Many individuals make New Yearís resolutions relating to their professional lives. For brokers, resolutions may include providing a higher level of service to current clients, differentiating themselves by providing niche services, or reaching specific financial goals. An important piece of any brokerís New Yearís resolution is keeping up-to-date on new developments in the real estate industry. One example of new developments is revisions made by Oregon Real Estate Forms, LLC (“OREF”) to many of its forms, available January 1, 2007. This article outlines a number of significant changes to OREF forms and how they may impact brokersí licensed real estate activities.
Residential Real Estate Sale Agreement
Several of the OREF changes are made to the real estate sale agreement. One important change relates to a sellerís representations regarding the size of his or her property. The revised sale agreement now requires a seller to represent apparent property boundaries – such as hedges, fences or driveways – that do not materially differ from the actual property boundaries.
Previous versions of the sale agreement stated that a buyer should have the property surveyed if size or dimensions were of extreme importance. However, buyers of residential real estate do not typically hire surveyors to determine accurate property boundaries prior to purchasing real property.
Although this change seems immaterial, it ensures that buyers do not mistakenly assume that a hedge, fence or other visible line is an accurate representation of the actual property boundary. In addition, this change requires sellers to disclose information relating to property encroachments and/or use which impact the apparent size of the property being conveyed.
Another change in the sale agreement relates to lead-based paint inspections. Prior to 2007, the sale agreement included a checkbox which allowed a buyer to indicate interest in obtaining a lead-based paint inspection. However, even when a buyer did mark the checkbox, the parties were required by federal law to execute the Lead-Based Paint Disclosure Addendum. The Lead-Based Paint Disclosure Addendum continues to allow a buyer to indicate that he or she wishes to obtain a lead-based paint inspection. Brokers should be aware of this change in order to properly advise their clients.
The OREF sale agreement previously allowed parties to participate in mediation in order to resolve disputes, regardless of whether they were Realtors®. This provision did not specify where non-Realtors® should file for mediation. Non-Realtors® cannot use mediation services through the National Association of Realtors® or local Realtor® organizations unless Realtors® are named as parties in the mediation.
Accordingly, OREF revised the sale agreement so that it specifies that mediations which only involve non-Realtors® should be filed through Arbitration Service of Portland, Inc., another neutral mediator, or a mediation service.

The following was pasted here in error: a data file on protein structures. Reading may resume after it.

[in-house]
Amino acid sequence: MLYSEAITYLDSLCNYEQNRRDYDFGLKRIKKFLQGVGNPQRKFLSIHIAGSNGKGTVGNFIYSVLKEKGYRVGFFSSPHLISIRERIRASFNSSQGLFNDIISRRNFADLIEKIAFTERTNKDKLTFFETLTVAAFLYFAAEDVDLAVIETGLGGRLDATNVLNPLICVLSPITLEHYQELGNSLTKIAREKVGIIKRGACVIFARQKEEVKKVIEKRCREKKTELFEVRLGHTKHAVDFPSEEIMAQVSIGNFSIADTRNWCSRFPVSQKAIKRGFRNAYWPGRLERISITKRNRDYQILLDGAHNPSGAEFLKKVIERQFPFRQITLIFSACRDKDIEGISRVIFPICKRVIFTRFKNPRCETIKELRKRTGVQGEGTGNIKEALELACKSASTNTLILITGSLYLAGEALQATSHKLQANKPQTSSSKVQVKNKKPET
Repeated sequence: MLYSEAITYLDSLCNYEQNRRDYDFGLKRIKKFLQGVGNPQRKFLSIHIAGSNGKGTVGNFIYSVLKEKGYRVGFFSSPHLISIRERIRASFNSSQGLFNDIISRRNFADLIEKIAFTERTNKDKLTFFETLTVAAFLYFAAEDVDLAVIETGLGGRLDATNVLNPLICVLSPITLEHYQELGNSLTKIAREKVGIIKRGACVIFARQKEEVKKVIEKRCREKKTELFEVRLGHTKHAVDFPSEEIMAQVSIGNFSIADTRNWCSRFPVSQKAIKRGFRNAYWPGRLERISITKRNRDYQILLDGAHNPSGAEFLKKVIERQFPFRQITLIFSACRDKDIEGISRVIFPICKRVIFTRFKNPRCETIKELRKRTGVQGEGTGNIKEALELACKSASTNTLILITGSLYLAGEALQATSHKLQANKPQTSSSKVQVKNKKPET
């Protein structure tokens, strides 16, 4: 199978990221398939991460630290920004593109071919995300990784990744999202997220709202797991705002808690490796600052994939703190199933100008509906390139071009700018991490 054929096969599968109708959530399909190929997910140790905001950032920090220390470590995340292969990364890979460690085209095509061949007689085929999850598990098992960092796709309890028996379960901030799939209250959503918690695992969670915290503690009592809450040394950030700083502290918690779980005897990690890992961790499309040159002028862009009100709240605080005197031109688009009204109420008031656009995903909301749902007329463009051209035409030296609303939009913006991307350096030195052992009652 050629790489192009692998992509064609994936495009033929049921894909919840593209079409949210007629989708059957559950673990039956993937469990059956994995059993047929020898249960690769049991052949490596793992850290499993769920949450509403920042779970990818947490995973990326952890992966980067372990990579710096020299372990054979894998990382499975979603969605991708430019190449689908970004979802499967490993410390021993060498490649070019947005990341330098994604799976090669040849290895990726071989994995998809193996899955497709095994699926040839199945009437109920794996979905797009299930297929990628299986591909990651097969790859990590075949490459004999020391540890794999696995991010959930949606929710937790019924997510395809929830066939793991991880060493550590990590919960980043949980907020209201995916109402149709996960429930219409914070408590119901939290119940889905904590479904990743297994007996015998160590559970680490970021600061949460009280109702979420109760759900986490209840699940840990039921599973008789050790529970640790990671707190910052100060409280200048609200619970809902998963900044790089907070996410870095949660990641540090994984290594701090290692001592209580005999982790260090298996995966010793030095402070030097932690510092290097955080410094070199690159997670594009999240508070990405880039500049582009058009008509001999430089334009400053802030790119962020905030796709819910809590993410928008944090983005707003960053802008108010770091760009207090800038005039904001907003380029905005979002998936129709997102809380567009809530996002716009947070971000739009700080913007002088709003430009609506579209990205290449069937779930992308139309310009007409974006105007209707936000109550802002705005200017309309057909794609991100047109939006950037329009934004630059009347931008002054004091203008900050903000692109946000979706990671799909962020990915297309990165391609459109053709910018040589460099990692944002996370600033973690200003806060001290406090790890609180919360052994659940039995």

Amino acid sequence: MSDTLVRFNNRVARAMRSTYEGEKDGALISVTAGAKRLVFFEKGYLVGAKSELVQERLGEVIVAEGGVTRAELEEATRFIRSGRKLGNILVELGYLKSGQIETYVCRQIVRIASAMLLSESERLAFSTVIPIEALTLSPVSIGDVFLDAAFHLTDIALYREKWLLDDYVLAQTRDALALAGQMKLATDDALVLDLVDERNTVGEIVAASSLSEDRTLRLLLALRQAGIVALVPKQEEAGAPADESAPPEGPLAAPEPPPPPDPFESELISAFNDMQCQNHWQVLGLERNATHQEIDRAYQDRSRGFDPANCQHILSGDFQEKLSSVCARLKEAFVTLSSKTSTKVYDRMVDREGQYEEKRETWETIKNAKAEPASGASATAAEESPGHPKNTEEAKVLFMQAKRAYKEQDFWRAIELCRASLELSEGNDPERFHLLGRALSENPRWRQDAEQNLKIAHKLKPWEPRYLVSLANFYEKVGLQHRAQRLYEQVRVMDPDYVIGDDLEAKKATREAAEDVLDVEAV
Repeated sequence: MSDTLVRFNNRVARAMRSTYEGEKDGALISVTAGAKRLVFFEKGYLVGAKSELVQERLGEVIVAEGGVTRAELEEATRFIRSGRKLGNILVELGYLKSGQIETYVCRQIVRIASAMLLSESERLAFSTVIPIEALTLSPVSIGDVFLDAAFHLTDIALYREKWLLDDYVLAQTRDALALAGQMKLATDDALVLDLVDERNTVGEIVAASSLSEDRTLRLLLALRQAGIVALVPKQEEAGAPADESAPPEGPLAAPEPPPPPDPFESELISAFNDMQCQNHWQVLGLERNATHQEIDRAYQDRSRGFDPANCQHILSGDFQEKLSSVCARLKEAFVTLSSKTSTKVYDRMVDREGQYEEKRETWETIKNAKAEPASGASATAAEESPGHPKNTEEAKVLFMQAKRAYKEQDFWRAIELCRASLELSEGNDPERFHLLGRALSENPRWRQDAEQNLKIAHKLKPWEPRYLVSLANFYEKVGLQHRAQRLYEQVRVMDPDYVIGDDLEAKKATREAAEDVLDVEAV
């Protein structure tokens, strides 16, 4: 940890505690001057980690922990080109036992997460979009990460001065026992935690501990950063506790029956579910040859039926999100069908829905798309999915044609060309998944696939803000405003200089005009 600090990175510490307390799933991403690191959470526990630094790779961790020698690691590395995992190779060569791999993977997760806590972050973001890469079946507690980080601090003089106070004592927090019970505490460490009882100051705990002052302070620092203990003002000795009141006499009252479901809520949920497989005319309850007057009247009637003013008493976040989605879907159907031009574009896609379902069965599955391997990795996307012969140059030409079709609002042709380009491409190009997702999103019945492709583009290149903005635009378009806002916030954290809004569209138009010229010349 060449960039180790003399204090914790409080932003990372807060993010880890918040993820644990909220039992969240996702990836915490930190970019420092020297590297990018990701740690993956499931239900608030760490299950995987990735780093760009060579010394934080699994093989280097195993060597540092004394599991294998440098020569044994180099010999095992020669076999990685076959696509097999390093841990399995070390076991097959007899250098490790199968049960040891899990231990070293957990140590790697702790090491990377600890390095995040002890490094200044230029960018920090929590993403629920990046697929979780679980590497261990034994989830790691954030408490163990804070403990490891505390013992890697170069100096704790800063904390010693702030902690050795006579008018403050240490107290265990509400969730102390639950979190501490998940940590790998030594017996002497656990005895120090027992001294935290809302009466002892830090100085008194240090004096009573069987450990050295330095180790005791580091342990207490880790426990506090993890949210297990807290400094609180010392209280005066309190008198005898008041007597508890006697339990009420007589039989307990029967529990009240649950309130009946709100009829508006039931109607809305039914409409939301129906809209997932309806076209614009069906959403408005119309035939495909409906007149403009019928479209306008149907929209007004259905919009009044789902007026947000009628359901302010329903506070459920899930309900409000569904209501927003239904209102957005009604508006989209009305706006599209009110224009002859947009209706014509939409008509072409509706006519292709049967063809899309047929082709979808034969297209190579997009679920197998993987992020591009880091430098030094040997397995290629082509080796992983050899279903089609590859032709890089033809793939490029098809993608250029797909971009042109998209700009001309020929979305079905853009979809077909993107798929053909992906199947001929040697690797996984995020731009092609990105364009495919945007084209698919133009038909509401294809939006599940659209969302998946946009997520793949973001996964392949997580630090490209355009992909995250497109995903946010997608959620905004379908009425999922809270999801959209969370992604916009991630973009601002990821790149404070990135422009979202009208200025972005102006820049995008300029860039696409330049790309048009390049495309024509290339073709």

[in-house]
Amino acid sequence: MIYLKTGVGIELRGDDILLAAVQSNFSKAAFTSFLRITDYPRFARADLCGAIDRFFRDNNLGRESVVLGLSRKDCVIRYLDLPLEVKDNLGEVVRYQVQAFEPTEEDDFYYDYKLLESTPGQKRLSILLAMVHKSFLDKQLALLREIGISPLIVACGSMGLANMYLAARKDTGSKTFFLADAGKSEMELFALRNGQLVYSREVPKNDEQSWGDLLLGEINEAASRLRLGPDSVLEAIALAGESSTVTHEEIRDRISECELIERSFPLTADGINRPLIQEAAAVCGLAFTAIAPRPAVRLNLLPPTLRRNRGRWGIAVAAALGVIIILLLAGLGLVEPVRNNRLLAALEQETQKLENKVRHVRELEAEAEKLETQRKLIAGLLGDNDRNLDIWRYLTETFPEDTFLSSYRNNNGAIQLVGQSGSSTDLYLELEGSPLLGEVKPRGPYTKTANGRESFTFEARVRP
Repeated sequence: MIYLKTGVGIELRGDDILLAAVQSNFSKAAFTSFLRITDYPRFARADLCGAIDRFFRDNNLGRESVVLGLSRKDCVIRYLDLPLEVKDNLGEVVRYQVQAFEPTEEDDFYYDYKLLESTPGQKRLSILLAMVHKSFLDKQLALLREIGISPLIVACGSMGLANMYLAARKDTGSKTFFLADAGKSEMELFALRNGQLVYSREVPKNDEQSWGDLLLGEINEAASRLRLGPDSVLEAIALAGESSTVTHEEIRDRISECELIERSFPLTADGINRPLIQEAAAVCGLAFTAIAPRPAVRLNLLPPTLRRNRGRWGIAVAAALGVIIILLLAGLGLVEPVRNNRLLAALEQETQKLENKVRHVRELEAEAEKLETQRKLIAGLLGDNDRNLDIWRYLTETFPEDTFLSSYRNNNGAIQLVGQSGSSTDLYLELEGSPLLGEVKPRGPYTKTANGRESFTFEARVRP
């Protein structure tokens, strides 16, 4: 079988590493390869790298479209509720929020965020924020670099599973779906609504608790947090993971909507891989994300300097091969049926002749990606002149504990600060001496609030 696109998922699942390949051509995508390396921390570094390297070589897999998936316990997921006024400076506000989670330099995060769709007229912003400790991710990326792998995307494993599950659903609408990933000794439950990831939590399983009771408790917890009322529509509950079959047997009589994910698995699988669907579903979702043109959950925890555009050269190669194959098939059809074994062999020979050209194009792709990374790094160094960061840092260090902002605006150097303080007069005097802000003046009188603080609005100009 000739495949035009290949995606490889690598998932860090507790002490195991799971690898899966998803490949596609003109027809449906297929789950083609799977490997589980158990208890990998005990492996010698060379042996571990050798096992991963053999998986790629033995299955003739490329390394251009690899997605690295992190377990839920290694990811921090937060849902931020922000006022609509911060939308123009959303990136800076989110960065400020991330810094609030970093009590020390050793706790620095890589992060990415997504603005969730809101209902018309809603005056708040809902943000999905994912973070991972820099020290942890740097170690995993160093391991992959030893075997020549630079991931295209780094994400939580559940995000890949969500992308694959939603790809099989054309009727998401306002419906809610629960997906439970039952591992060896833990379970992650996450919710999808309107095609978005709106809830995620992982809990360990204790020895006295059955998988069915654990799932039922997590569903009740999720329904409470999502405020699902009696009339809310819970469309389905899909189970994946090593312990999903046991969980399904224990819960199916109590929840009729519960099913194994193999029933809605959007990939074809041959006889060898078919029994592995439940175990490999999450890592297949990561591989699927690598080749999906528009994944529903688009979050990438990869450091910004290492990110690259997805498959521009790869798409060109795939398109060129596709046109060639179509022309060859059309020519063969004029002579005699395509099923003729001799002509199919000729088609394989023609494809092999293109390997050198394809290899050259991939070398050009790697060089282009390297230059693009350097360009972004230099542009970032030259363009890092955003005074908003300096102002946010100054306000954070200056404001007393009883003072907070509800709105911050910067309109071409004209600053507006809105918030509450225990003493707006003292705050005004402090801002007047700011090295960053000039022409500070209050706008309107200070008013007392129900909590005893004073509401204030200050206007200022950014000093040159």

Sellerís and Buyerís Counteroffer Forms
To avoid misunderstandings arising from multiple counteroffers, the OREF form has been modified to provide that everything in the prior offer or counteroffer is accepted “except as modified as follows __________” and that all other provisions are approved and accepted as applicable.
Prior to 2007, buyers and sellers negotiated repair items on one Repair Addendum. In cases where a buyer was requesting a large number of repairs or where a seller had a lengthy reply to a buyerís repair requests, the Repair Addendum did not contain enough space in which a buyer and seller could include all desired language.
Accordingly, OREF separated the Repair Addendum into two forms: Buyerís Repair Addendum and Sellerís Response to Repair Addendum. This housekeeping revision to the Repair Addendum will allow sellers and buyers more space in which to negotiate repairs, thereby eliminating possible confusion when too many items are squeezed into a small space on a form.
Notice of Demand for Disbursal of Disputed Funds
New rules relating to brokerís trust accounts and demands for return of earnest money were implemented under Oregon Administrative Rule 863-15-0186, which was enacted in 2006. This rule allows a broker to disburse earnest money to a party who has delivered a formal demand to the broker. The rule also requires the broker to deliver written notice to all parties that he or she has received a formal demand. Further, the rule specifies what this written notice must contain in order for it to sufficiently reduce the brokerís liability with regards to the earnest money.
The Notice of Demand for Disbursal of Disputed Funds document was created by OREF in response to the new rules. This document serves as a template for brokers who must give written notice to all parties of a transaction, and ensures that brokers fully comply with requirements contained in OAR 863-15-0186. A brokerís full compliance ensures that a broker receives the benefit of reduced liability in disbursing disputed earnest money.
Although many of the changes to the OREF forms seem minor, they are intended to reduce confusion in certain aspects of real estate transactions. Brokers benefit by familiarizing themselves with the revised forms to better serve their clients, reduce their liability, and further their professional careers.
This column contains general information only and must not be construed as legal advice.
Questions may be submitted directly to Maylie & Grayson LLP by fax at (503) 775-1765,
by email at or by mail at 7959 SE Foster Road, Portland, Oregon 97206.